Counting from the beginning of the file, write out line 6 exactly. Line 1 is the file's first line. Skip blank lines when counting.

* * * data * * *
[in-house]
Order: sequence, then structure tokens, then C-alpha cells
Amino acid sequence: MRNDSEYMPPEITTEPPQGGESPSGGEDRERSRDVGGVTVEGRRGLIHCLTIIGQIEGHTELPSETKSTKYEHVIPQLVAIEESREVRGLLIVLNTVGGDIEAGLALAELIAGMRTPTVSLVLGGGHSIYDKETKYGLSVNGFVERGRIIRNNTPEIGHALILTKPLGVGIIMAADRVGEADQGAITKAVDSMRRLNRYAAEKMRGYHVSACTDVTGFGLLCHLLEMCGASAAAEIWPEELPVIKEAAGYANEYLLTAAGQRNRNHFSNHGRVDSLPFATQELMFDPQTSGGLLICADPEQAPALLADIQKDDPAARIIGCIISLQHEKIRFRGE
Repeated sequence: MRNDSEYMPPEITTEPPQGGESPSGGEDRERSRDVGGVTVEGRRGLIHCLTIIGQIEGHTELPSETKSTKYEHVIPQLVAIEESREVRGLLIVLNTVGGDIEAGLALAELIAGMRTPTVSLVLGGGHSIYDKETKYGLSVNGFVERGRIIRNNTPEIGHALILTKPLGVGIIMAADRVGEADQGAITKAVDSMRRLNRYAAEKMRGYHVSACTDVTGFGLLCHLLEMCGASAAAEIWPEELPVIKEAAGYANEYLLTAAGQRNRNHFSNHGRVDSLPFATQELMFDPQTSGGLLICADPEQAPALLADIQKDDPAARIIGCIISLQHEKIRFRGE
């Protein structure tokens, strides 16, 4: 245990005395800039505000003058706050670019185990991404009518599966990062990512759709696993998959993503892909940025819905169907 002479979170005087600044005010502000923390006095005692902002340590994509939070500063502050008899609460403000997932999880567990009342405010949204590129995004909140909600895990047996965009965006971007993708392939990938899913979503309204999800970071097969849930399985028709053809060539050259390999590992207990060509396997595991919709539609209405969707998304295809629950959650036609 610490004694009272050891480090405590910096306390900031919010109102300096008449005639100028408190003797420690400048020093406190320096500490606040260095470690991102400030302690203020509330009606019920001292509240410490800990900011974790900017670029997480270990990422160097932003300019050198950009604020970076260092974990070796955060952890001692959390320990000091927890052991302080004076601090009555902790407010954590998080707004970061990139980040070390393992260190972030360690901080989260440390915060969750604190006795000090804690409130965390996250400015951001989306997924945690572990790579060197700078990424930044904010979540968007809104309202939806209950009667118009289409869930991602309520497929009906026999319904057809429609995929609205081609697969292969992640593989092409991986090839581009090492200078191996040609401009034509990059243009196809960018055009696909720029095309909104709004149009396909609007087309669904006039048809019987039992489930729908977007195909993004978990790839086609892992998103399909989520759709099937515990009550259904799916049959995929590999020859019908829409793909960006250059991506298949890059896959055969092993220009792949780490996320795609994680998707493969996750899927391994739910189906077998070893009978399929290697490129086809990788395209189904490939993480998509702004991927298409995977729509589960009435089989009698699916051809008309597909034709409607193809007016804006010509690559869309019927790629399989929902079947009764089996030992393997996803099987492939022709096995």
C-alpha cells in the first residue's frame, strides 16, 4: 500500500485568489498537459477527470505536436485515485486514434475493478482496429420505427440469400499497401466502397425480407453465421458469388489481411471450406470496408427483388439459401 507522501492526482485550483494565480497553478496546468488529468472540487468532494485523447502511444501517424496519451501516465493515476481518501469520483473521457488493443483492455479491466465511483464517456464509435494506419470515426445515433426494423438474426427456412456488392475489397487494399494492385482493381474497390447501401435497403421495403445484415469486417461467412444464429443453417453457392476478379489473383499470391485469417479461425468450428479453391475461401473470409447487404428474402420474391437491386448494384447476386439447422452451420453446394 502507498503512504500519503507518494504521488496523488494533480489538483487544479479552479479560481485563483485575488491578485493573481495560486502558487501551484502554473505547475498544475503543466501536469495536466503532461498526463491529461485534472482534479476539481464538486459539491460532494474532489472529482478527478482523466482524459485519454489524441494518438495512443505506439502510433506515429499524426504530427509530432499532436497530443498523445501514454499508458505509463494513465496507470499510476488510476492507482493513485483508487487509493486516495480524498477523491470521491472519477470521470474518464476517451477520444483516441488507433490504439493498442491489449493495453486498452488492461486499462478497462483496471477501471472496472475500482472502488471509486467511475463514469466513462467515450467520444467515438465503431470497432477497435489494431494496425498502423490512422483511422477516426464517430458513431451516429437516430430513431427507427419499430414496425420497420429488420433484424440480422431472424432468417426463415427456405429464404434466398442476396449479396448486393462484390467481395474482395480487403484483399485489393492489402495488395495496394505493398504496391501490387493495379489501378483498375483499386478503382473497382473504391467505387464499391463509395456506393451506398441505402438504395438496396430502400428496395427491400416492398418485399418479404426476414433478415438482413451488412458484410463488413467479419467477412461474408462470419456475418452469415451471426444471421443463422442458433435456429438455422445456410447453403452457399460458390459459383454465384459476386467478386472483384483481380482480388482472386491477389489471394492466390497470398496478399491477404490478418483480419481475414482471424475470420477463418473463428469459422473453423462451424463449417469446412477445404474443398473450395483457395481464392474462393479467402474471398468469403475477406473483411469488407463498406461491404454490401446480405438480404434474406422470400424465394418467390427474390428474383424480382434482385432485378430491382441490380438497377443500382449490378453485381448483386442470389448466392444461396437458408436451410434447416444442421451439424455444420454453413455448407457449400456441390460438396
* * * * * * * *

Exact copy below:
C-alpha cells in the first residue's frame, strides 16, 4: 500500500485568489498537459477527470505536436485515485486514434475493478482496429420505427440469400499497401466502397425480407453465421458469388489481411471450406470496408427483388439459401 507522501492526482485550483494565480497553478496546468488529468472540487468532494485523447502511444501517424496519451501516465493515476481518501469520483473521457488493443483492455479491466465511483464517456464509435494506419470515426445515433426494423438474426427456412456488392475489397487494399494492385482493381474497390447501401435497403421495403445484415469486417461467412444464429443453417453457392476478379489473383499470391485469417479461425468450428479453391475461401473470409447487404428474402420474391437491386448494384447476386439447422452451420453446394 502507498503512504500519503507518494504521488496523488494533480489538483487544479479552479479560481485563483485575488491578485493573481495560486502558487501551484502554473505547475498544475503543466501536469495536466503532461498526463491529461485534472482534479476539481464538486459539491460532494474532489472529482478527478482523466482524459485519454489524441494518438495512443505506439502510433506515429499524426504530427509530432499532436497530443498523445501514454499508458505509463494513465496507470499510476488510476492507482493513485483508487487509493486516495480524498477523491470521491472519477470521470474518464476517451477520444483516441488507433490504439493498442491489449493495453486498452488492461486499462478497462483496471477501471472496472475500482472502488471509486467511475463514469466513462467515450467520444467515438465503431470497432477497435489494431494496425498502423490512422483511422477516426464517430458513431451516429437516430430513431427507427419499430414496425420497420429488420433484424440480422431472424432468417426463415427456405429464404434466398442476396449479396448486393462484390467481395474482395480487403484483399485489393492489402495488395495496394505493398504496391501490387493495379489501378483498375483499386478503382473497382473504391467505387464499391463509395456506393451506398441505402438504395438496396430502400428496395427491400416492398418485399418479404426476414433478415438482413451488412458484410463488413467479419467477412461474408462470419456475418452469415451471426444471421443463422442458433435456429438455422445456410447453403452457399460458390459459383454465384459476386467478386472483384483481380482480388482472386491477389489471394492466390497470398496478399491477404490478418483480419481475414482471424475470420477463418473463428469459422473453423462451424463449417469446412477445404474443398473450395483457395481464392474462393479467402474471398468469403475477406473483411469488407463498406461491404454490401446480405438480404434474406422470400424465394418467390427474390428474383424480382434482385432485378430491382441490380438497377443500382449490378453485381448483386442470389448466392444461396437458408436451410434447416444442421451439424455444420454453413455448407457449400456441390460438396